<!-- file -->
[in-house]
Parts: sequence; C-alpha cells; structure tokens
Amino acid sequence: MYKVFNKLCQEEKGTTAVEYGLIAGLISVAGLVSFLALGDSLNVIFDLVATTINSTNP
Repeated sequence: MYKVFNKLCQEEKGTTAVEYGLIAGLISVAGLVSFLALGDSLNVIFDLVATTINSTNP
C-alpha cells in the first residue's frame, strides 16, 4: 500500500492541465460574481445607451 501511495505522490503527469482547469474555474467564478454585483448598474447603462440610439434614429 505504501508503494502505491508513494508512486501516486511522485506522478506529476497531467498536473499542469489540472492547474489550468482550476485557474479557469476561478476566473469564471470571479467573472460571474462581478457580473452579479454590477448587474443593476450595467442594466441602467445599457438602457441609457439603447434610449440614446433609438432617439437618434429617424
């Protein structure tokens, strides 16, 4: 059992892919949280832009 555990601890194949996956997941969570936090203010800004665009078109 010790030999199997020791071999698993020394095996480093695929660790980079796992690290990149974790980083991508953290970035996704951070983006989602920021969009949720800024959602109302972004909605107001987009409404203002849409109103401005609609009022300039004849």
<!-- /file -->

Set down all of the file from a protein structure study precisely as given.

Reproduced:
[in-house]
Parts: sequence; C-alpha cells; structure tokens
Amino acid sequence: MYKVFNKLCQEEKGTTAVEYGLIAGLISVAGLVSFLALGDSLNVIFDLVATTINSTNP
Repeated sequence: MYKVFNKLCQEEKGTTAVEYGLIAGLISVAGLVSFLALGDSLNVIFDLVATTINSTNP
C-alpha cells in the first residue's frame, strides 16, 4: 500500500492541465460574481445607451 501511495505522490503527469482547469474555474467564478454585483448598474447603462440610439434614429 505504501508503494502505491508513494508512486501516486511522485506522478506529476497531467498536473499542469489540472492547474489550468482550476485557474479557469476561478476566473469564471470571479467573472460571474462581478457580473452579479454590477448587474443593476450595467442594466441602467445599457438602457441609457439603447434610449440614446433609438432617439437618434429617424
């Protein structure tokens, strides 16, 4: 059992892919949280832009 555990601890194949996956997941969570936090203010800004665009078109 010790030999199997020791071999698993020394095996480093695929660790980079796992690290990149974790980083991508953290970035996704951070983006989602920021969009949720800024959602109302972004909605107001987009409404203002849409109103401005609609009022300039004849």